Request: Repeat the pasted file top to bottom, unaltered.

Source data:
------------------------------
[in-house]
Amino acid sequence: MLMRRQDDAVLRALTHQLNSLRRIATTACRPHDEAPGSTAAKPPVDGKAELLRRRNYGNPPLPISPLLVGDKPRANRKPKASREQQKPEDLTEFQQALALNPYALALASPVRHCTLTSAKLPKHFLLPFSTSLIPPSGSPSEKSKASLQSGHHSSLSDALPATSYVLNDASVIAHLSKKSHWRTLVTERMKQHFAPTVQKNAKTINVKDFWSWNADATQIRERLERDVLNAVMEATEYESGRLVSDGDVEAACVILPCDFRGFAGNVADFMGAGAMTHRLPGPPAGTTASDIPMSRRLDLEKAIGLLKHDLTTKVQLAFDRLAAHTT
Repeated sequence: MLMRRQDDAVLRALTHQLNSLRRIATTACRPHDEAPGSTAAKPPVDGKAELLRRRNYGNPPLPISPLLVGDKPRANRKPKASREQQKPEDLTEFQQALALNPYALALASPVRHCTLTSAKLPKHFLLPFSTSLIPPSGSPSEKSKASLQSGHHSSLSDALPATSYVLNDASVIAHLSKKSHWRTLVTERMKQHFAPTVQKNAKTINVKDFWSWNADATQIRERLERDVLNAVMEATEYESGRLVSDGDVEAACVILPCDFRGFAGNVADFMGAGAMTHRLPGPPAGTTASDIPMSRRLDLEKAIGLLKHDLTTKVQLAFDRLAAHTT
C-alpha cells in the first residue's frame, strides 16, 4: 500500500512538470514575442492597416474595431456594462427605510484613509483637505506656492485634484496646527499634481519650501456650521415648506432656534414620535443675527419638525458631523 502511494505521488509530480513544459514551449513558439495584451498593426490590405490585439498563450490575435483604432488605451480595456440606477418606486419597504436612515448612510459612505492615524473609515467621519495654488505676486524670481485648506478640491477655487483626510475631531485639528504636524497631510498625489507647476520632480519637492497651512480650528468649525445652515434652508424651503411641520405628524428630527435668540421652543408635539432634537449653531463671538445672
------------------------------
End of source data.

[in-house]
Amino acid sequence: MLMRRQDDAVLRALTHQLNSLRRIATTACRPHDEAPGSTAAKPPVDGKAELLRRRNYGNPPLPISPLLVGDKPRANRKPKASREQQKPEDLTEFQQALALNPYALALASPVRHCTLTSAKLPKHFLLPFSTSLIPPSGSPSEKSKASLQSGHHSSLSDALPATSYVLNDASVIAHLSKKSHWRTLVTERMKQHFAPTVQKNAKTINVKDFWSWNADATQIRERLERDVLNAVMEATEYESGRLVSDGDVEAACVILPCDFRGFAGNVADFMGAGAMTHRLPGPPAGTTASDIPMSRRLDLEKAIGLLKHDLTTKVQLAFDRLAAHTT
Repeated sequence: MLMRRQDDAVLRALTHQLNSLRRIATTACRPHDEAPGSTAAKPPVDGKAELLRRRNYGNPPLPISPLLVGDKPRANRKPKASREQQKPEDLTEFQQALALNPYALALASPVRHCTLTSAKLPKHFLLPFSTSLIPPSGSPSEKSKASLQSGHHSSLSDALPATSYVLNDASVIAHLSKKSHWRTLVTERMKQHFAPTVQKNAKTINVKDFWSWNADATQIRERLERDVLNAVMEATEYESGRLVSDGDVEAACVILPCDFRGFAGNVADFMGAGAMTHRLPGPPAGTTASDIPMSRRLDLEKAIGLLKHDLTTKVQLAFDRLAAHTT
C-alpha cells in the first residue's frame, strides 16, 4: 500500500512538470514575442492597416474595431456594462427605510484613509483637505506656492485634484496646527499634481519650501456650521415648506432656534414620535443675527419638525458631523 502511494505521488509530480513544459514551449513558439495584451498593426490590405490585439498563450490575435483604432488605451480595456440606477418606486419597504436612515448612510459612505492615524473609515467621519495654488505676486524670481485648506478640491477655487483626510475631531485639528504636524497631510498625489507647476520632480519637492497651512480650528468649525445652515434652508424651503411641520405628524428630527435668540421652543408635539432634537449653531463671538445672